Colorado Springs Industrial Market Looks Positive

Andrew C. Oyler, Quantum Commercial Group

Andrew C. Oyler, Quantum Commercial Group

The Colorado Springs industrial real estate market continues to rebound with a decrease in vacancy to 8.1 percent, an increase in the average asking rate to $6.19 per square foot (NNN) and a net positive absorption of 199,101 square feet. Along with these improvements, there has been a healthy number of owner/user acquisitions in the industrial market that has created a more competitive market for both tenants and owner/user buyers over the past year.

Colorado Springs will also soon benefit from Sierra Nevada Corporation’s recent decision to construct its new $88-million hangar facility at the Colorado Springs Airport, a development that will significantly aid the city’s struggling southeast submarket. Designed as a 90,000-square-foot facility, construction is slated to begin in early 2016. The company estimates it will create about 2,100 new jobs. The city will further benefit from the formation of a new 225,200-square-foot FedEx distribution facility currently scheduled to open in 2016
These new developments reflect the abundance of opportunities and land options near the airport in the southeast submarkets, with available sites ranging from small sites of less than an acre to sites larger than 50 acres. The southeast area also offers a wide range of office/warehouse flex spaces, starting at 1,000 square feet and expanding to more than 70,000 square feet. The area is especially suitable for industrial users due to lower lease rates and stronger tenant/buyer incentives.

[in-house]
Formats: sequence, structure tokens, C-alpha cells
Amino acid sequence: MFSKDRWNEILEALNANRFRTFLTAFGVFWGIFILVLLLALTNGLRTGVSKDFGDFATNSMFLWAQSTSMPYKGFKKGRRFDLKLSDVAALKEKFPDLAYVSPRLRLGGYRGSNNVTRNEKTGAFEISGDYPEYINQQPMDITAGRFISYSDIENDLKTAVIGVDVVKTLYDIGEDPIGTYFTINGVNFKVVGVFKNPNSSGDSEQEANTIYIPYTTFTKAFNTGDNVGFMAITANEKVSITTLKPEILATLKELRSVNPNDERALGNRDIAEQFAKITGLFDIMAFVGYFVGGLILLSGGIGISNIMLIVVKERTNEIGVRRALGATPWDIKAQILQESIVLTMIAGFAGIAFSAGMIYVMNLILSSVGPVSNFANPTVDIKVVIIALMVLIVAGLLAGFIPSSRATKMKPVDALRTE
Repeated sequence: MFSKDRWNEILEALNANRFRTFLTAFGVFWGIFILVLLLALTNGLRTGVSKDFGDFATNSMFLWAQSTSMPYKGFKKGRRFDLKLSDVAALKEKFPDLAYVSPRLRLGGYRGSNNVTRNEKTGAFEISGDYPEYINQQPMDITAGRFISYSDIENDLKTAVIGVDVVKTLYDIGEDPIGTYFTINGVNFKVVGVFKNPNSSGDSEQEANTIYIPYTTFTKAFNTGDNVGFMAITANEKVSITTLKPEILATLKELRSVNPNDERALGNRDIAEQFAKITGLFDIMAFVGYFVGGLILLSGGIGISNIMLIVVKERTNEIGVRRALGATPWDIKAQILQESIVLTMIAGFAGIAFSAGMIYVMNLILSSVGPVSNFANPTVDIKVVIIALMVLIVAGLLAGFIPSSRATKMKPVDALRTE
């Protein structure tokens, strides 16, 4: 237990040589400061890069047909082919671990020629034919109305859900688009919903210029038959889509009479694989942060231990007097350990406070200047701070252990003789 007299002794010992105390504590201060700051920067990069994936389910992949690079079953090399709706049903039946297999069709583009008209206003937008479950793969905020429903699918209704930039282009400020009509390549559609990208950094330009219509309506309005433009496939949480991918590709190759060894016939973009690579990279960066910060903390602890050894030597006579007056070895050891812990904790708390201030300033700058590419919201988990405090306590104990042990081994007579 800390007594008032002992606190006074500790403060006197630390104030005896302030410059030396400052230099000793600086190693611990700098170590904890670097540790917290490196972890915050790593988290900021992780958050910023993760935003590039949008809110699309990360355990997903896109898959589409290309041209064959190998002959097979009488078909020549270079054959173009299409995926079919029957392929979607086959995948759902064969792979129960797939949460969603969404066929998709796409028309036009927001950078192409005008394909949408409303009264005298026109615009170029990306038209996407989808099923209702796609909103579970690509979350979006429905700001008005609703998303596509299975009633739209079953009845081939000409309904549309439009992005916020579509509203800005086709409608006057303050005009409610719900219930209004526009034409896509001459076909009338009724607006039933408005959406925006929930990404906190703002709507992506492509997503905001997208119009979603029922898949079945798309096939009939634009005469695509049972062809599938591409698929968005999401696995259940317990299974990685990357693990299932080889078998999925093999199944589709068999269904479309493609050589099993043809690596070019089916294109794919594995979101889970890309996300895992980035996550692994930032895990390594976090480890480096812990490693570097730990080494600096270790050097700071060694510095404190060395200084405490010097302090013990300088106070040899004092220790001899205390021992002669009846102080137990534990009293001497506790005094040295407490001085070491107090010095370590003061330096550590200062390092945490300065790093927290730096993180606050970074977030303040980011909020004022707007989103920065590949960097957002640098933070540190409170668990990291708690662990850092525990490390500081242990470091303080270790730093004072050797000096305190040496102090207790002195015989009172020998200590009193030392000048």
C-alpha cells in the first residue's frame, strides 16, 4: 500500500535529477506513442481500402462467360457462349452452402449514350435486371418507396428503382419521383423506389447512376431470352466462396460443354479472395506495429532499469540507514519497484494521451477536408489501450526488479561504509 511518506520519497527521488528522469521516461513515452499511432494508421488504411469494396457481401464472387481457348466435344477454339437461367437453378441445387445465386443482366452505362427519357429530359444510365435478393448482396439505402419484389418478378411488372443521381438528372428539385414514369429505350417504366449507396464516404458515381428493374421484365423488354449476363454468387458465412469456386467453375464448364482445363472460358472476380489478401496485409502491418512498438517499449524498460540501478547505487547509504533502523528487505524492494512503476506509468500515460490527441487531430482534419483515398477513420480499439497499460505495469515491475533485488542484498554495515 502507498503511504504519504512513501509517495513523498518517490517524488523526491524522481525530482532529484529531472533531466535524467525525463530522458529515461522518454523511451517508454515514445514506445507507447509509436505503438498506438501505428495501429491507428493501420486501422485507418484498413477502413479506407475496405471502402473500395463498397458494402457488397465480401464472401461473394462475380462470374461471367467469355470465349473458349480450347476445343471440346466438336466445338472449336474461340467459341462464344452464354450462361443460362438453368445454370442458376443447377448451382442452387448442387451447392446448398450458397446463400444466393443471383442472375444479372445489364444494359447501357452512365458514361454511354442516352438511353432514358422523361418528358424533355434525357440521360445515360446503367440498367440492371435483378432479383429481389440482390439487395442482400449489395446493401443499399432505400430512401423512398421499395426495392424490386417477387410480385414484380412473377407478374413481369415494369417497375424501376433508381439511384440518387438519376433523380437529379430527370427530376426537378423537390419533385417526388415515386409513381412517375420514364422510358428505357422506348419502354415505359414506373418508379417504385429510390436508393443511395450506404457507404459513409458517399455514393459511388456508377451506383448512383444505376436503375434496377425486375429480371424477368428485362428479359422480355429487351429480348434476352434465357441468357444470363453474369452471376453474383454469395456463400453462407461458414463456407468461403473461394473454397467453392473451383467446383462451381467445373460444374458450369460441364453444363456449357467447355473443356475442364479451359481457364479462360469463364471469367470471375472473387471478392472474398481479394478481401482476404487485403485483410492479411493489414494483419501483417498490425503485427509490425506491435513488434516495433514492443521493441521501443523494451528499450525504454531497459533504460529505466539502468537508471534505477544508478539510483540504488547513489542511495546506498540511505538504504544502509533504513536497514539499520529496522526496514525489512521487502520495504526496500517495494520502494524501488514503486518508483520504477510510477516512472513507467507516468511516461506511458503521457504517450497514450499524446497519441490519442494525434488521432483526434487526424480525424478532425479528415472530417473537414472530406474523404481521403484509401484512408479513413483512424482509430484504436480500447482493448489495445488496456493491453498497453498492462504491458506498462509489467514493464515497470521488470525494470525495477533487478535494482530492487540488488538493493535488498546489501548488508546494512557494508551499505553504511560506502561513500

While Colorado Springs’ vacancy rate still exceeds the national average of 7.5 percent, the real estate industry anticipates further decreases in vacancy rates as demand for industrial space increases across various business sectors, including the recreational and medical marijuana industry.

The increasingly competitive industrial market is also expected to raise asking rates, particularly for spaces with less than 10,000 square feet, which have become scarce. There may be a transition toward reconfiguring larger space in the near future to accommodate smaller industrial users. Many might also invest in new construction, though new construction often results in higher acquisition costs and lease rates.

Existing growth in northern Colorado has Colorado Springs hopeful it will experience a trickle-down effect as rental rates continue to climb and vacancy rates fall in that northern market. Quantum expects further recovery and renewed strength in the Colorado Springs industrial market for the rest of this year and the next. The expanding needs of current industrial users will push rental rates up and vacancy rates down. Meanwhile, properties will remain much more competitively priced than in larger markets like Denver and the surrounding areas, making Colorado Springs a likely place for industrial users to invest.

By Andrew C. Oyler, Office & Investment Professional, and Taylor Stamp, Associate, Quantum Commercial Group in Colorado Springs. This article originally appeared in the May 2015 issue of Western Real Estate Business magazine.

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